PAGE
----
The importance allotted to historical tradition by karate, and similar arts, results in something similar to the historical weapons used in battle re-enactments such as those of the sealed knot, i.e. sub-optimal in modern times. This post shows how karate’s emphasis on form over function results in a ‘flat’ inactive ‘fighting’ stance which is in stark contrast to the activated, primed posture of the Muay Thai stance.
The irony is that while traditional karate generally favours historically accurate technique, form, it fails to do so accurately. Karate progressed from the secret training in the back gardens of Okinawan masters to the universities of Japan where training methods were altered. In a nation preparing for war there was an emphasis for militaristic precision in technique.
Over time performance of the kata, which supposedly contain the essence of the karate fighting systems, was (and is) emphasised over the useful elements of the movements. The outcome is an emphasis of form over function and a perfection of that form. This is clearly a drifting of purpose from the martial to the art, with effectiveness being compromised for the sake of form.
In contrast the progression of Muay Thai technique reflects the requirements of the contest; damage your opponent or get damaged! These requirements ensure that essential elements, or function, are retained, at least potentially, rather than superseded by the need for perfect form.
Activated Muay Thai Stance
An example of this contrast, form v. function, can be seen in karate stances and Muay Thai fighting postures. While karate stances undoubtedly provide a solid base from which to fire off strikes they tend to hamper rather than support movement, while Muay Thai fighting stances deliver on both counts.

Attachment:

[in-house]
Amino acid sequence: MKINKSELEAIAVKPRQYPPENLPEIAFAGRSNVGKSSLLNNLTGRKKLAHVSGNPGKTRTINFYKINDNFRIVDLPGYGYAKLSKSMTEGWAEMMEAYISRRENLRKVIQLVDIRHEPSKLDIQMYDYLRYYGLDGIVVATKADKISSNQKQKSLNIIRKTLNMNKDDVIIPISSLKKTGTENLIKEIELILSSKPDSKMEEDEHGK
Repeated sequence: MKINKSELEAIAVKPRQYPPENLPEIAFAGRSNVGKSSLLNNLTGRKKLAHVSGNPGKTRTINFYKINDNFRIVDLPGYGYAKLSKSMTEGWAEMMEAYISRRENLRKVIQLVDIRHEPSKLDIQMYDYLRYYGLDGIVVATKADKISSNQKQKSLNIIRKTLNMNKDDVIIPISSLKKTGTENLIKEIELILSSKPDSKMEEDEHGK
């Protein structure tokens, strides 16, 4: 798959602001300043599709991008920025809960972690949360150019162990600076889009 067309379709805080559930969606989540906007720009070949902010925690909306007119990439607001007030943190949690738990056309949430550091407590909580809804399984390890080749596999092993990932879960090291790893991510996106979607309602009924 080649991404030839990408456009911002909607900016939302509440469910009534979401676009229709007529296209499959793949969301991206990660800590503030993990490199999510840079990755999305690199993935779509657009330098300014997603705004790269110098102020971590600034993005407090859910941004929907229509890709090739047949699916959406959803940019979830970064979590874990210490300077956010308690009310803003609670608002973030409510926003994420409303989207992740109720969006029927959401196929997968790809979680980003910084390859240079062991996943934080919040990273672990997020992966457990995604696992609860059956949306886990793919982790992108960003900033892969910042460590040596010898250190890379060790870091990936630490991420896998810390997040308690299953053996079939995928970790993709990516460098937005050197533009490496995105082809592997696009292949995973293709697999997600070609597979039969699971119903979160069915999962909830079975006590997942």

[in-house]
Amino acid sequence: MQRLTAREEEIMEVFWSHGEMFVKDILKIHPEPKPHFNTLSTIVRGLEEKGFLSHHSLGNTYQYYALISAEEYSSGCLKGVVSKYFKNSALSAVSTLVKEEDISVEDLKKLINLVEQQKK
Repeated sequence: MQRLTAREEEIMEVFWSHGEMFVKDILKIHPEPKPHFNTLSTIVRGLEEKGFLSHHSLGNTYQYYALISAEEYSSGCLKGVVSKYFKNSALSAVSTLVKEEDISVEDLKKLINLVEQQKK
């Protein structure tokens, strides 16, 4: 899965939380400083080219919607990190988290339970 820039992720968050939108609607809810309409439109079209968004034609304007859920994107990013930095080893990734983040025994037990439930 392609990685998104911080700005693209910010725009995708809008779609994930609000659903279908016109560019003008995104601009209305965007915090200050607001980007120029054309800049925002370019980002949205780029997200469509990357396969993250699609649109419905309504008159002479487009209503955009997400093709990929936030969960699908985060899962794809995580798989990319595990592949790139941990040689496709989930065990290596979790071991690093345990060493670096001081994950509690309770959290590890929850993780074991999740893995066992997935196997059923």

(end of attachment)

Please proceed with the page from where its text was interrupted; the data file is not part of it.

In addition, any decent Muay Thai fighter is activated in his fighting stance whereas the karate fighter in his traditional stance is not. This difference can be thought of as the difference between being ‘on your toes’ and ‘on your heels’. One is actively engaging the muscles while the other is rather flat footed.
The traditional karate stances such as zenkutsu dachi and neko ashi dachi are like cycling with the saddle too low and the centre of your feet pressing into the pedals. To optimally transfer the force generated from the whole of the lower limb the saddle should be high enough to allow the leg and foot to extend with the ball of the foot pressing into the pedal. Try this on a bike and you will notice the difference immediately.
Humans tend to stand ‘lazily’ with body weight supported by bones rather than anti-gravity muscles. By standing back on the heels with the legs straight the thighs are soft and inactive, analogous to waiting at the bus stop. However, if the bus is in and you need to get on, you shift your body weight, bend the legs and activate the leg muscles to move.
Karate stances such as zenkutsu dachi and neko ashi dachi are not active in nature, like you’re waiting for the bus, while Muay Thai fighting stances are active and similar to getting on the bus. The anti gravity muscles in the legs are firm, ‘sprung’ and ready to produce force, as a runners would be at the start of a race, ready for the gun.
The structure of the Muay Thai stance is set up with the muscles activated, or spring loaded and primed for action, while traditional Karate stances are somewhat flat-footed and static in comparison. This observation is clearly illustrated in the picture from the UFC fight between Machida and Shogun